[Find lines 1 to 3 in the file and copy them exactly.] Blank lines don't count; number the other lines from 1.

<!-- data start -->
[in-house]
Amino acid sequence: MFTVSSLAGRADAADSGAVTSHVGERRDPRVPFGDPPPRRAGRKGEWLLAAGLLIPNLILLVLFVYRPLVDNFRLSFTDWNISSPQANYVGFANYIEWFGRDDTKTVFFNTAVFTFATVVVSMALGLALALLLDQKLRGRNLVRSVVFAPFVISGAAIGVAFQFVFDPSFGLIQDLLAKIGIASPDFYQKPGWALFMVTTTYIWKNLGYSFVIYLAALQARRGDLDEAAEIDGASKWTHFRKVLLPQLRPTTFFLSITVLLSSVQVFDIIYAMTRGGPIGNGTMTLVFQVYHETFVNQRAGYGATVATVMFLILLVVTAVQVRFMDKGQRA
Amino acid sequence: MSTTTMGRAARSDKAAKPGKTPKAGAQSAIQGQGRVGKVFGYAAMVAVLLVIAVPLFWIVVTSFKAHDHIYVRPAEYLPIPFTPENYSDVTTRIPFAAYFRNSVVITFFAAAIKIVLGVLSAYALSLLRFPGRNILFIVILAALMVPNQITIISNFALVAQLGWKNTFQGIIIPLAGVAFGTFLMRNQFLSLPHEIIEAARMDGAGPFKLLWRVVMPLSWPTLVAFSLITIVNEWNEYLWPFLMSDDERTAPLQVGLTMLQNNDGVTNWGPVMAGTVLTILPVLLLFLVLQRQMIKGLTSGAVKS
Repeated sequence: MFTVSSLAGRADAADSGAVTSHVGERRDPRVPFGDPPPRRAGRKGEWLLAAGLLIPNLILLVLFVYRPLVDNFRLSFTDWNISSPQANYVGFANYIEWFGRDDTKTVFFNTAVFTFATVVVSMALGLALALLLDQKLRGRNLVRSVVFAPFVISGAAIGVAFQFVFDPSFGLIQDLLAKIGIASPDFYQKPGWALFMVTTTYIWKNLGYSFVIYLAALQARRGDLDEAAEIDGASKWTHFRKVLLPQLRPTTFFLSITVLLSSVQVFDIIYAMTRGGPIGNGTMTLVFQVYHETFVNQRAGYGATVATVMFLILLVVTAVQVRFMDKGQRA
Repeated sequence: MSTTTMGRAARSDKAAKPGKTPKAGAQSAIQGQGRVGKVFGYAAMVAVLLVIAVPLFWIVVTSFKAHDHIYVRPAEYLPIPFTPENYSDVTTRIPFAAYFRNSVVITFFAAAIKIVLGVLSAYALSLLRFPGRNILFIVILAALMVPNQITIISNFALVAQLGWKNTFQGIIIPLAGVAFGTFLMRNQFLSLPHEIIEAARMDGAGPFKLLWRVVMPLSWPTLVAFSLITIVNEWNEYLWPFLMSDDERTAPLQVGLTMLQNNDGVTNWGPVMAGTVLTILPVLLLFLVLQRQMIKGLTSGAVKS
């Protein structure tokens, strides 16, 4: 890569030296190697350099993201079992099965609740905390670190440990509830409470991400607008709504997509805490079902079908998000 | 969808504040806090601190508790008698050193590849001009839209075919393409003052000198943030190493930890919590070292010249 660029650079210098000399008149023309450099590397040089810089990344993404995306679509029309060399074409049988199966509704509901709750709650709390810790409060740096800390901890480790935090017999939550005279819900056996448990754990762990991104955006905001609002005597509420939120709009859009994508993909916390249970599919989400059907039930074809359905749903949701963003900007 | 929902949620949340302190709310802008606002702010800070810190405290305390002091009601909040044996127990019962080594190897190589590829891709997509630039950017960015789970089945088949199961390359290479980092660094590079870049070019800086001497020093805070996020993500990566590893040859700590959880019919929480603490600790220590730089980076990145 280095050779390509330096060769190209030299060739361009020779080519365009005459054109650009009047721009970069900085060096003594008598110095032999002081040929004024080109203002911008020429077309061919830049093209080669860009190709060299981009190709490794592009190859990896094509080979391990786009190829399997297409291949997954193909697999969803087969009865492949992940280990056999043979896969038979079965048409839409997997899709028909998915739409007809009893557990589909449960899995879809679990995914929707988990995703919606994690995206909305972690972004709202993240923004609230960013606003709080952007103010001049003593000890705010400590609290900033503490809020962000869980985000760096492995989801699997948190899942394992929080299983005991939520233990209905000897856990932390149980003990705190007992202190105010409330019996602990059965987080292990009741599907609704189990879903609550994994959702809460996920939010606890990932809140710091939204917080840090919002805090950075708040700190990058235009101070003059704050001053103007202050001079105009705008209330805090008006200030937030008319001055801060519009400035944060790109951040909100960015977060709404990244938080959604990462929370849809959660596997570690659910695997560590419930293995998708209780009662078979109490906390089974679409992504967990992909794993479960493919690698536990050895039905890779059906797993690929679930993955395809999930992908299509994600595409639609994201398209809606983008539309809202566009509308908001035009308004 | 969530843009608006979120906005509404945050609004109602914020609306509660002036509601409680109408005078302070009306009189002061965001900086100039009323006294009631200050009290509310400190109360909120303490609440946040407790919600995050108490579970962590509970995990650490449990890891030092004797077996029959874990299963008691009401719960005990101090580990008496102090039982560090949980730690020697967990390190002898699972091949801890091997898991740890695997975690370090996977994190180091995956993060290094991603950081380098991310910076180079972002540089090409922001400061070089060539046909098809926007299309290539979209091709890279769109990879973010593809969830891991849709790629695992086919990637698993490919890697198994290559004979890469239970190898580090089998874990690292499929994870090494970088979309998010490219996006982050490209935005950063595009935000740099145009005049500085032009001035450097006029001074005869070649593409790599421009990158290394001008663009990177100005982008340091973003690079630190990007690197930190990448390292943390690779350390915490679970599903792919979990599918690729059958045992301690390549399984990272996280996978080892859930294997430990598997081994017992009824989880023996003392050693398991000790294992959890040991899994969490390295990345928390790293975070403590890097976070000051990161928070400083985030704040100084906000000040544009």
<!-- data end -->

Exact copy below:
[in-house]
Amino acid sequence: MFTVSSLAGRADAADSGAVTSHVGERRDPRVPFGDPPPRRAGRKGEWLLAAGLLIPNLILLVLFVYRPLVDNFRLSFTDWNISSPQANYVGFANYIEWFGRDDTKTVFFNTAVFTFATVVVSMALGLALALLLDQKLRGRNLVRSVVFAPFVISGAAIGVAFQFVFDPSFGLIQDLLAKIGIASPDFYQKPGWALFMVTTTYIWKNLGYSFVIYLAALQARRGDLDEAAEIDGASKWTHFRKVLLPQLRPTTFFLSITVLLSSVQVFDIIYAMTRGGPIGNGTMTLVFQVYHETFVNQRAGYGATVATVMFLILLVVTAVQVRFMDKGQRA
Amino acid sequence: MSTTTMGRAARSDKAAKPGKTPKAGAQSAIQGQGRVGKVFGYAAMVAVLLVIAVPLFWIVVTSFKAHDHIYVRPAEYLPIPFTPENYSDVTTRIPFAAYFRNSVVITFFAAAIKIVLGVLSAYALSLLRFPGRNILFIVILAALMVPNQITIISNFALVAQLGWKNTFQGIIIPLAGVAFGTFLMRNQFLSLPHEIIEAARMDGAGPFKLLWRVVMPLSWPTLVAFSLITIVNEWNEYLWPFLMSDDERTAPLQVGLTMLQNNDGVTNWGPVMAGTVLTILPVLLLFLVLQRQMIKGLTSGAVKS